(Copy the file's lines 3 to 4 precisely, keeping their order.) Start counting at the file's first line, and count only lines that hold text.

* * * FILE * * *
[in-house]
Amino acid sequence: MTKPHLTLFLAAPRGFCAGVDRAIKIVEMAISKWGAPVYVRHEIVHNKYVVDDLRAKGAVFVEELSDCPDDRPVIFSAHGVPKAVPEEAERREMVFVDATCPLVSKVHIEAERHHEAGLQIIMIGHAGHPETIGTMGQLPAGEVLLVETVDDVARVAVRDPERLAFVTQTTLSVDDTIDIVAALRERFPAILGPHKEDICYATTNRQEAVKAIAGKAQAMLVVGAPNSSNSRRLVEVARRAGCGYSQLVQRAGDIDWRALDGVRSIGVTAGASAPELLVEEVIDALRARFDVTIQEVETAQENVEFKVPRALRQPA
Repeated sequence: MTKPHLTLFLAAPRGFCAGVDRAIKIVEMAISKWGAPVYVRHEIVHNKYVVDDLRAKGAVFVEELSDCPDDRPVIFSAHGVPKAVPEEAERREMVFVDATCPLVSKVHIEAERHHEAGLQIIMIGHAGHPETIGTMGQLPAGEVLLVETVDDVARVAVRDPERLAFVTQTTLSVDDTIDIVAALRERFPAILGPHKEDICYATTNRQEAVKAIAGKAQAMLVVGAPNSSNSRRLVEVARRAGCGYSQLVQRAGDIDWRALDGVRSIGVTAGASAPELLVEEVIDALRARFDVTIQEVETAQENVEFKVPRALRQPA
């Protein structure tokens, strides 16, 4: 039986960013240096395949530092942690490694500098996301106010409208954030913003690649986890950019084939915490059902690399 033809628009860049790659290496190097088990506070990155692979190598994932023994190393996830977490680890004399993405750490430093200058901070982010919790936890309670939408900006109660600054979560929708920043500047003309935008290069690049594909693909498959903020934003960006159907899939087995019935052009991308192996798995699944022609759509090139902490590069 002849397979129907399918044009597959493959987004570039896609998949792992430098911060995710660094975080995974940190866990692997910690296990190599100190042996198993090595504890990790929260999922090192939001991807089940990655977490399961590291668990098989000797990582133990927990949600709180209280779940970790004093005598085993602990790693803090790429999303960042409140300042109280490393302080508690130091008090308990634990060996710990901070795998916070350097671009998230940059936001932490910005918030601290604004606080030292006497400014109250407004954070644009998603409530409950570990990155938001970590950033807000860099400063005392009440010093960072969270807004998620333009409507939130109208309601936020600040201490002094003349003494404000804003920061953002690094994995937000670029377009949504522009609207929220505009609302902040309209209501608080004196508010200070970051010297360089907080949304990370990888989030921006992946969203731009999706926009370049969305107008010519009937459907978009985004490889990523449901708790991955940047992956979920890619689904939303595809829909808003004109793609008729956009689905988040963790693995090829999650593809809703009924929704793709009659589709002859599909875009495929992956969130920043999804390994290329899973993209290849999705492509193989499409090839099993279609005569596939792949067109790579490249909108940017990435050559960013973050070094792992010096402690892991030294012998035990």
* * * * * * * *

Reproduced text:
Repeated sequence: MTKPHLTLFLAAPRGFCAGVDRAIKIVEMAISKWGAPVYVRHEIVHNKYVVDDLRAKGAVFVEELSDCPDDRPVIFSAHGVPKAVPEEAERREMVFVDATCPLVSKVHIEAERHHEAGLQIIMIGHAGHPETIGTMGQLPAGEVLLVETVDDVARVAVRDPERLAFVTQTTLSVDDTIDIVAALRERFPAILGPHKEDICYATTNRQEAVKAIAGKAQAMLVVGAPNSSNSRRLVEVARRAGCGYSQLVQRAGDIDWRALDGVRSIGVTAGASAPELLVEEVIDALRARFDVTIQEVETAQENVEFKVPRALRQPA
């Protein structure tokens, strides 16, 4: 039986960013240096395949530092942690490694500098996301106010409208954030913003690649986890950019084939915490059902690399 033809628009860049790659290496190097088990506070990155692979190598994932023994190393996830977490680890004399993405750490430093200058901070982010919790936890309670939408900006109660600054979560929708920043500047003309935008290069690049594909693909498959903020934003960006159907899939087995019935052009991308192996798995699944022609759509090139902490590069 002849397979129907399918044009597959493959987004570039896609998949792992430098911060995710660094975080995974940190866990692997910690296990190599100190042996198993090595504890990790929260999922090192939001991807089940990655977490399961590291668990098989000797990582133990927990949600709180209280779940970790004093005598085993602990790693803090790429999303960042409140300042109280490393302080508690130091008090308990634990060996710990901070795998916070350097671009998230940059936001932490910005918030601290604004606080030292006497400014109250407004954070644009998603409530409950570990990155938001970590950033807000860099400063005392009440010093960072969270807004998620333009409507939130109208309601936020600040201490002094003349003494404000804003920061953002690094994995937000670029377009949504522009609207929220505009609302902040309209209501608080004196508010200070970051010297360089907080949304990370990888989030921006992946969203731009999706926009370049969305107008010519009937459907978009985004490889990523449901708790991955940047992956979920890619689904939303595809829909808003004109793609008729956009689905988040963790693995090829999650593809809703009924929704793709009659589709002859599909875009495929992956969130920043999804390994290329899973993209290849999705492509193989499409090839099993279609005569596939792949067109790579490249909108940017990435050559960013973050070094792992010096402690892991030294012998035990």